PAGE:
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Linac Coherent Light Source
LCLS
LCLS News

by LCLS Announcement
Call for Proposed Experiments with Soft and Hard X-rays at the LCLS AMO, SXR, XPP, CXI, XCS, and MEC Experimental Stations. LCLS encourages scientists from diverse fields to propose experiments utilizing the LCLS’s unique capabilities to be carried out January – May 2013. Proposed experiments must be submitted by 4 pm Pacific, July 10, 2012. more...
by LCLS News
The Linac Coherent Light Source doesn't shut down for the Thanksgiving holiday, so LCLS laser division member Ryan Coffee and the rest of his team did the next best thing: They brought Thanksgiving dinner to their experiment. more...
by LCLS News
In 2009, when biophysicist Ilme Schlichting and her colleagues applied to use the X-ray laser at SLAC’s Linac Coherent Light Source, they added a radical idea to their proposal: They would make all the data they collected on two viruses and a nanoparticle available to the public one year after the experiment ended. more...
by LCLS Announcement
After four hugely successful runs, operation of the Linac Coherent Light Source has been paused briefly to prepare for the Nov. 17 start of Run 5 – the first that will see all six experimental stations come online. more...
by LCLS Announcement
Shutdown doesn't mean slow down for workers at the LCLS. With three successful experimental runs completed at the world's most powerful X-ray laser, scientists turned off the X-ray beam in March so they could install and maintain equipment, make improvements and prepare for the next run of experiments. more...
by LCLS News
The first set of user experiments with the Linac Coherent Light Source's newest instrument is under way, and about 40 researchers are working very long hours this week to decipher the structures of proteins involved in photosynthesis, parasitic disease and other important life processes. more...
by LCLS Announcement
The Coherent X-ray Imaging instrument at the Linac Coherent Light Source achieved the first X-ray image from its newly installed detector last Tuesday. The detector was installed inside the instrument’s vacuum-sealed experimental chamber in January. Through this week, CXI instrument scientists will test and adjust the new device in preparation for arrival of the first experimental users this Sunday. more...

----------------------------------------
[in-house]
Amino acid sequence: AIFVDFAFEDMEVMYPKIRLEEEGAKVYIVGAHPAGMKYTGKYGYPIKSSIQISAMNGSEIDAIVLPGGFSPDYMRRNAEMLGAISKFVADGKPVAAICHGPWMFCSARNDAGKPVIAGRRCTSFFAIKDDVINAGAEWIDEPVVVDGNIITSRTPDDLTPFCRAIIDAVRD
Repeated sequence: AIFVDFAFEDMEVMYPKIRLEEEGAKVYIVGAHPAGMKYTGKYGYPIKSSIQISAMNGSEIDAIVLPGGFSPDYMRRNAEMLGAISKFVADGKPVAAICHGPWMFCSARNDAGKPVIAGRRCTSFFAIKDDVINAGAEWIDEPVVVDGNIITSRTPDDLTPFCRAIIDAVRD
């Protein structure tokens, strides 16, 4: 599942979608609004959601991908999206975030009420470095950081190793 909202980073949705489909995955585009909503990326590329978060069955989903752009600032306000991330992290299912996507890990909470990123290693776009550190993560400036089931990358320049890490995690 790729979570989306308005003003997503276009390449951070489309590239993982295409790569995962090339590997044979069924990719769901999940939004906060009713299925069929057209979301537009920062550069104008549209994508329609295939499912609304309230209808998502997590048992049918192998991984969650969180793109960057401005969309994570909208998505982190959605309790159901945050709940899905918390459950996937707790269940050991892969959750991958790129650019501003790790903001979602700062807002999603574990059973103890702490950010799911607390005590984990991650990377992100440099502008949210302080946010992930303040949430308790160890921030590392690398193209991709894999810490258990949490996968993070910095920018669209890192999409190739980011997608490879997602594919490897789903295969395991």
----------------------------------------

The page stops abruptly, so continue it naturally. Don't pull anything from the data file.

CXI
by LCLS News
X-rays entered the Linac Coherent Light Source's Far Experimental Hall for the first time Saturday, as part of commissioning for the Coherent X-ray Imaging instrument. more...
Interference pattern
by LCLS News
The third round of experiments at the Linac Coherent Light Source began earlier this month at a whole new level of capability. more...
by LCLS News
The X-ray Pump Probe (XPP) instrument at the Linac Coherent Light Source is installed and ready for its first user experiments several weeks ahead of schedule, thanks in part to funds provided by the American Recovery and Reinvestment which supported more than 40% of the XPP project. The instrument will take advantage of the ultrafast X-ray pulses delivered by the LCLS beam to observe important chemical and biological processes, including the photosynthetic generation of chemical energy and the more...
by LCLS News
Associate Laboratory Director of the Linac Coherent Light Source and Photon Sciences Professor Jo Stöhr received a "belated birthday present" earlier this week when he received notification that he had won the 2011 Davisson-Germer Prize from the American Physical Society "For the development of soft-X-ray-based spectroscopy and microscopy leading to fundamental contributions to the understanding of chemical bonding, magnetism and dynamics at surfaces and interfaces." Jo was recognized for semina more...
by Cathy Knotts
Registration is open for the annual LCLS/SSRL Users' Conference, October 17–21. The event is a valuable opportunity to learn about the latest plans, developments and exciting user research at LCLS and SSRL. The conference will feature several LCLS workshops including: LCLS II; Data Analysis; Bio XFEL; HEDS; AMO; and SXR. The plenary session on October 18 will include updates from the DOE, LCLS and SSRL, a user science poster session and reception, and a keynote talk from Jens Norskov on 'Convert more...
by LCLS News
It's been a busy time here at LCLS. To date, we received 314 proposals from 1,094 scientists from 25 countries - a very impressive metric of interest in the LCLS from the scientific community! We expanded the LCLS Proposal Review Panel to over 50 experts in 7 areas. The PRP met 9/13-14 to review and rank 116 proposals submitted for Run 4 which is scheduled to start at the end of May 2011. The top ranked proposals are currently undergoing feasibility and safety reviews. We expect to notify the pr more...
by LCLS News